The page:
Sacred Scripture develops themes for the following readings in John 14:1-12:


Verse 1         John 27, 12:44; Exodus 14:21.  (Marginalia for the Latin is far different.)

Verse 2         2 Corinthians 5:1.

Verse 3         John 18:28, 21:22, 12:32, 12:26! 1 Thessalonians 4:17.

Verse 4        

Verse 5         John 11:16! 13:36!

Verse 6         Hebrews 10:20, 11:25! Matthew 11:27; Romans 5:2.  The Greek manuscripts are difficult at the word Jesus.

Verse 7         Ephesians 3:12! John 8:19, 12:45.  The Greek manuscripts are difficult at the words If you know me, you will also know, and have seen him.

Verse 8         John 1:43!

Verse 9         Matthew 17:17 parallel; John 1:18! 12:45, 10:38!  The Greek manuscripts are difficult at the word Jesus.

Verse 10       John 8:28!

Verse 11       John 5:36!

Verse 12       John 1:50, 5:20, 16:28!





Through Reading 70A, January 30, 2011, I designed these notes on the availability of manuscripts to make the point that uncertainty exists about exactly which Greek to use for the purposes of translation.  At that point, I began offering manuscript availability for background when examining Translating the New Testament:  Text, Translation, Theology,  which I purchased based on the review in the Catholic Biblical Quarterly.[22]


Acts 6:1-7

Kurt Aland and Barbara Aland, The Text of the New Testament: An Introduction to the Critical Editions and to the Theory and Practice of Modern Textual Criticism, 2nd ed., Erroll F. Rhodes, tr.[23]

The Staatliche Museen in Berlin has a Fourth Century papyrus with Acts 6:1-6.  The Biblioteca Laurenziana in Florence has a Fifth Century parchment with Acts 6:7-15.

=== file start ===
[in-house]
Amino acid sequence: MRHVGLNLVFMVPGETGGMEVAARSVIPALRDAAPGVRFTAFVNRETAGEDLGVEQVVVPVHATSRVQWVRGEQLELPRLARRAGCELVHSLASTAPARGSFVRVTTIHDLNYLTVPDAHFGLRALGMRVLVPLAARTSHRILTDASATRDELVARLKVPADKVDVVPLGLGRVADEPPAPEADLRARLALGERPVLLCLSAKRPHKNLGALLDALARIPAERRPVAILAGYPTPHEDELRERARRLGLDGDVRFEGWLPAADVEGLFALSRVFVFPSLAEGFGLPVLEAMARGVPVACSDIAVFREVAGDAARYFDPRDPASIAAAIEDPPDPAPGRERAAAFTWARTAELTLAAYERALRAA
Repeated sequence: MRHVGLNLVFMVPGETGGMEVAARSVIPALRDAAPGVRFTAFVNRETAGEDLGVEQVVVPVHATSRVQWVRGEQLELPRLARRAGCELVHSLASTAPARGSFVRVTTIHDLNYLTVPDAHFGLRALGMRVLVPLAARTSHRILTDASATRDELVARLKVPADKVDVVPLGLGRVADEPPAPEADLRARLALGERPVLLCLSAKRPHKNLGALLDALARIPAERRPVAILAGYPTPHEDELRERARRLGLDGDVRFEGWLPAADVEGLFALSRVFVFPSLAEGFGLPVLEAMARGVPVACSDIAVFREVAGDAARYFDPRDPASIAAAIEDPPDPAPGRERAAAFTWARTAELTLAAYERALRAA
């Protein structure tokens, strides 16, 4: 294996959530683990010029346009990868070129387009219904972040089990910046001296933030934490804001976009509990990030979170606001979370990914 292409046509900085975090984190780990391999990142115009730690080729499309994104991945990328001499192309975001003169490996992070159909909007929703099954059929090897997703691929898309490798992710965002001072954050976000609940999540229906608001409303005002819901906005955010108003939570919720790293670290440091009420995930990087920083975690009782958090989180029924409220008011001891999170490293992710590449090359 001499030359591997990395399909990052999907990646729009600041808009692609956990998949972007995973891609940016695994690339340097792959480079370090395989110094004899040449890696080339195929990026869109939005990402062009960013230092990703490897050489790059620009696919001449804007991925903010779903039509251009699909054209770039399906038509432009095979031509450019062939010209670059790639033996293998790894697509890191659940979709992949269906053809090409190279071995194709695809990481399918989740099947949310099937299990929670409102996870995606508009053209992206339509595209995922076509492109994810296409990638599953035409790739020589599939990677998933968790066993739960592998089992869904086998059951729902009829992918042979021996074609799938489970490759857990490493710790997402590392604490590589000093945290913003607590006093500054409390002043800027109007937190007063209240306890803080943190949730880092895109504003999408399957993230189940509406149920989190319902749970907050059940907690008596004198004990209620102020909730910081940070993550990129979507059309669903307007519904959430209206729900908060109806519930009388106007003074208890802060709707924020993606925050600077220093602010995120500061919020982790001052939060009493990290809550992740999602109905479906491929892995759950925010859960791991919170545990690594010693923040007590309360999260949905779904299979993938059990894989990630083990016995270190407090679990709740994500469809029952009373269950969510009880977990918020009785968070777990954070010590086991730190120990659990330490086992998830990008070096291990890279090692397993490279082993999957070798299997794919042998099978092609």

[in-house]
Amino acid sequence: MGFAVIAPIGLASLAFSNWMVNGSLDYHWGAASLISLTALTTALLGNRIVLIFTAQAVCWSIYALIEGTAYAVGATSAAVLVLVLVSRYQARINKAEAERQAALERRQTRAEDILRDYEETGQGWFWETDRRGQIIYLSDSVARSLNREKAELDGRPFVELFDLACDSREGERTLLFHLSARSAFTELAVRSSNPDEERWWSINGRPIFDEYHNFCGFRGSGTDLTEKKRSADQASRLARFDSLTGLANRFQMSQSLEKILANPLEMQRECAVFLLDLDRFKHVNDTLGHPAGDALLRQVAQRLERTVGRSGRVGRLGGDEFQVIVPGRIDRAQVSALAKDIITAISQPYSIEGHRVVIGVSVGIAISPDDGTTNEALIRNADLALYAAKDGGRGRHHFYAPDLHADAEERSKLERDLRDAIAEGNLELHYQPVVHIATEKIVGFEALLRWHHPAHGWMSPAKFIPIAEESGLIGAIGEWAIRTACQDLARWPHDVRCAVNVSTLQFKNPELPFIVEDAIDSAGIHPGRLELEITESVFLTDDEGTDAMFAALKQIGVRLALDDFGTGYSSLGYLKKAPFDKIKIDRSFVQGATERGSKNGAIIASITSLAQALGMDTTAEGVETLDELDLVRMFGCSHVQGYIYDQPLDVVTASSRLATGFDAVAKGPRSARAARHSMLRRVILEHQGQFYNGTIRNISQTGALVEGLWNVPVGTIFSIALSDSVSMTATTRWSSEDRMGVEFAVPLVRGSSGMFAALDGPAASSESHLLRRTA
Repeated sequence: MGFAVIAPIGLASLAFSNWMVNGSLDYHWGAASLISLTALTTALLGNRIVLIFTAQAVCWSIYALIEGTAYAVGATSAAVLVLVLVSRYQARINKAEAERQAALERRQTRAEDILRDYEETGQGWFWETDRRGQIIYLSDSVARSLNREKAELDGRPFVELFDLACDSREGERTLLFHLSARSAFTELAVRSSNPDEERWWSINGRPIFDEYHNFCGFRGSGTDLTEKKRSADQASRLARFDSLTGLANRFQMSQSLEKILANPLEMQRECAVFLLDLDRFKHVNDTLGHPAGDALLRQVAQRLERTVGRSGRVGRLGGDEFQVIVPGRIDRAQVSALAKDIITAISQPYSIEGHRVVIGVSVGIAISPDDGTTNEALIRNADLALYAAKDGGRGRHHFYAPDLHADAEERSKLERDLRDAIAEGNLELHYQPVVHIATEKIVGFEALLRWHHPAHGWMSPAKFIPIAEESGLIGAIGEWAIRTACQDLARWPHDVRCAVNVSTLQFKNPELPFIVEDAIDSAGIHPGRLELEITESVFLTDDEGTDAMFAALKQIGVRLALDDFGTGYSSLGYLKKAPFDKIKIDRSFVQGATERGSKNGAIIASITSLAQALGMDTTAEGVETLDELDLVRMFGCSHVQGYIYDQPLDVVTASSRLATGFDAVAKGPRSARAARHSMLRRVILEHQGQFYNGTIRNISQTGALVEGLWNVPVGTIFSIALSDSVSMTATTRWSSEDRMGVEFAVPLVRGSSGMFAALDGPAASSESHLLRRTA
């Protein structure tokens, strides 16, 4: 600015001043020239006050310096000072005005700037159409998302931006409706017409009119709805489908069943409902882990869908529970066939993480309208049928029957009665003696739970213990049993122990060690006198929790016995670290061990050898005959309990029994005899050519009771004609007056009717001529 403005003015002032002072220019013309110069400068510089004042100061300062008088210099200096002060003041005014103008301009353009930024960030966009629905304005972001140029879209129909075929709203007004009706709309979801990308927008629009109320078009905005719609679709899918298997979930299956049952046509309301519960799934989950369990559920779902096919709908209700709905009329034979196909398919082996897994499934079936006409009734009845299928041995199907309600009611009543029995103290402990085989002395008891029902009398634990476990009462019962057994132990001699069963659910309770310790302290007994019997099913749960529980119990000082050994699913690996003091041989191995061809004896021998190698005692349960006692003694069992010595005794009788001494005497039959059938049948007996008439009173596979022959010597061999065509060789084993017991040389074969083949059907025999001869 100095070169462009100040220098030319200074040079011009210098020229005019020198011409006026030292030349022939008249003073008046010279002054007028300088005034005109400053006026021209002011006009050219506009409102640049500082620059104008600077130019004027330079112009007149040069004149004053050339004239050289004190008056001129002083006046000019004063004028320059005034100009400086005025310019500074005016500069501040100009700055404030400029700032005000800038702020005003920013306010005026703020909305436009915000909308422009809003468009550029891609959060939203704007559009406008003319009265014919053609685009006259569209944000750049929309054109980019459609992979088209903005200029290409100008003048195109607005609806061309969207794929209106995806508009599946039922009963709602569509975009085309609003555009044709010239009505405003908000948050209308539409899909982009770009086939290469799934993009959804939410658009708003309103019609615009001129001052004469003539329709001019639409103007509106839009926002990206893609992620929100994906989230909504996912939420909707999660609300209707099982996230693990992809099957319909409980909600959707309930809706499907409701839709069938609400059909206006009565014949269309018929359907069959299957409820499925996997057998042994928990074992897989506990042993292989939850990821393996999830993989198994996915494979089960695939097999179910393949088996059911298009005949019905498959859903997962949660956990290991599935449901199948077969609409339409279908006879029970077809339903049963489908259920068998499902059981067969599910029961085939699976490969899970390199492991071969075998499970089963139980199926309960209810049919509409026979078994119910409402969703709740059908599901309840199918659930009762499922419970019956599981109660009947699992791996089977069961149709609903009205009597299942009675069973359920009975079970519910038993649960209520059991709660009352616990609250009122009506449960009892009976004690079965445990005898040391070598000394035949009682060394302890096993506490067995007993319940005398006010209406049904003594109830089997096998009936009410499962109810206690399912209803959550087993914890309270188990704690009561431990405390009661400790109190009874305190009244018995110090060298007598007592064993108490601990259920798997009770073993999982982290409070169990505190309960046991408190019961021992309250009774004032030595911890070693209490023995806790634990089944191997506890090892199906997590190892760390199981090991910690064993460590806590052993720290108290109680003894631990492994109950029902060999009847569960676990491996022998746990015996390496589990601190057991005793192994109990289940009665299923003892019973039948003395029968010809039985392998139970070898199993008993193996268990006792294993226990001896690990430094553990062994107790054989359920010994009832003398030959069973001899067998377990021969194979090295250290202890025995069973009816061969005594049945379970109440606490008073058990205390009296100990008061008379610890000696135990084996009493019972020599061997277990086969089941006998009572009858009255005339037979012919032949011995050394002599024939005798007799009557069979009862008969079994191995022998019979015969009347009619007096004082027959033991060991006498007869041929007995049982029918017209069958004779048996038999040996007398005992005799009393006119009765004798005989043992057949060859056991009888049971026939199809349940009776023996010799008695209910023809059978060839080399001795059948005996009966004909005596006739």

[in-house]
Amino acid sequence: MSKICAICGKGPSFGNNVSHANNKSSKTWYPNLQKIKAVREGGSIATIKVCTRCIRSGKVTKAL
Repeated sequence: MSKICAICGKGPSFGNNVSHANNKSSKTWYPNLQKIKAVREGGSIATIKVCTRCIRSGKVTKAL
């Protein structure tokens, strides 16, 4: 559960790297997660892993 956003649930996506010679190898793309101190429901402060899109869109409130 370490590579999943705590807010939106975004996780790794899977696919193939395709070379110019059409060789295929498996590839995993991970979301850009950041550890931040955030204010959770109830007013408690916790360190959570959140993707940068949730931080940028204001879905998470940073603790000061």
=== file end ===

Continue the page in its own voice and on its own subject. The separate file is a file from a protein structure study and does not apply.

Anyone wanting a copy of these Personal Notes, please contact me at

[1] Raymond Arroyo, the Encore Presentation on ETWN, “The World Over,” Sunday, March 13, 2011.  I do not own the technology required to record this program, and accept the risk associated therewith.


[2] Cathy Lynn Grossman, “`Booty’ booted from revised Bible” USA Today, Wednesday, March 2, 2011, , page 1 column 5 and page 2, columns 2-3 below the fold.


[3] N.a., “NABRE Bible Appears,” The Adoremus Bulletin, Vol. XVII, No. 1 Lent (March 2011) page 2, col. 1.


[4] Crosscurrents, Vol. 56, No. 2 (Summer 2006) 240.


[5] the Catholic Biblical Quarterly, Vol. 70, No. 2 (April 2008) 366-367.


[6] the Catholic Biblical Quarterly, Vol. 72, No. 4 (October 2010) 847-848.


[7] the Catholic Biblical Quarterly, Vol. 73, No. 1 (April 2011) 176.


[8] the Catholic Biblical Quarterly, Vol. 71, No. 1 (April 2009) 56.


[9] Theological Studies, Vol. 67, No. 4 (December 2006) 859, 870.


[10] Theological Studies, Vol. 70, No. 2 (June 2009) 270.


[11] the Catholic Biblical Quarterly, Vol. 69, No. 3 (April 2007) 596.


[12] Theological Studies, Vol. 68, No. 1 (January 2007) 108.


[13] Theological Studies, Vol. 69, No. 4 (December 2008) 807-809.


[14] the Catholic Biblical Quarterly, Vol. 70, No. 2 (April 2008) 377.


[15] Greyfriars Review, Vol. 18, Supplement (2004) 28, 29.


[16] Greyfriars Review, Vol. 18, No. 3 (2004) 298.


[17] the Catholic Biblical Quarterly, Vol. 71, No. 3 (April 2009) 555.


[18] the Catholic Biblical Quarterly, Vol. 73, No. 1 (January 2011) 8.


[19] Theological Studies, Vol. 69, No. 3 (September 2008) 685.


[20] the Catholic Biblical Quarterly, Vol. 71, No. 1 (January 2009) 1 93, 95.


[21] the Catholic Biblical Quarterly, Vol. 71, No. 1 (January 2009) 110.


[22] Robert Hodgson, Jr., review of Translating the New Testament:  Text, Translation, Theology, Stanley E. Porter and Mark J. Boda (eds.) (Grand Rapids, Michigan:  William B. Eerdmans Publishing Company, 2009), the Catholic Quarterly, Vol. 72, No. 4 (October 2010) 877-878.


[23] Grand Rapids, Michigan, William B. Eerdmans Publishing Company, 1989, 96, 124.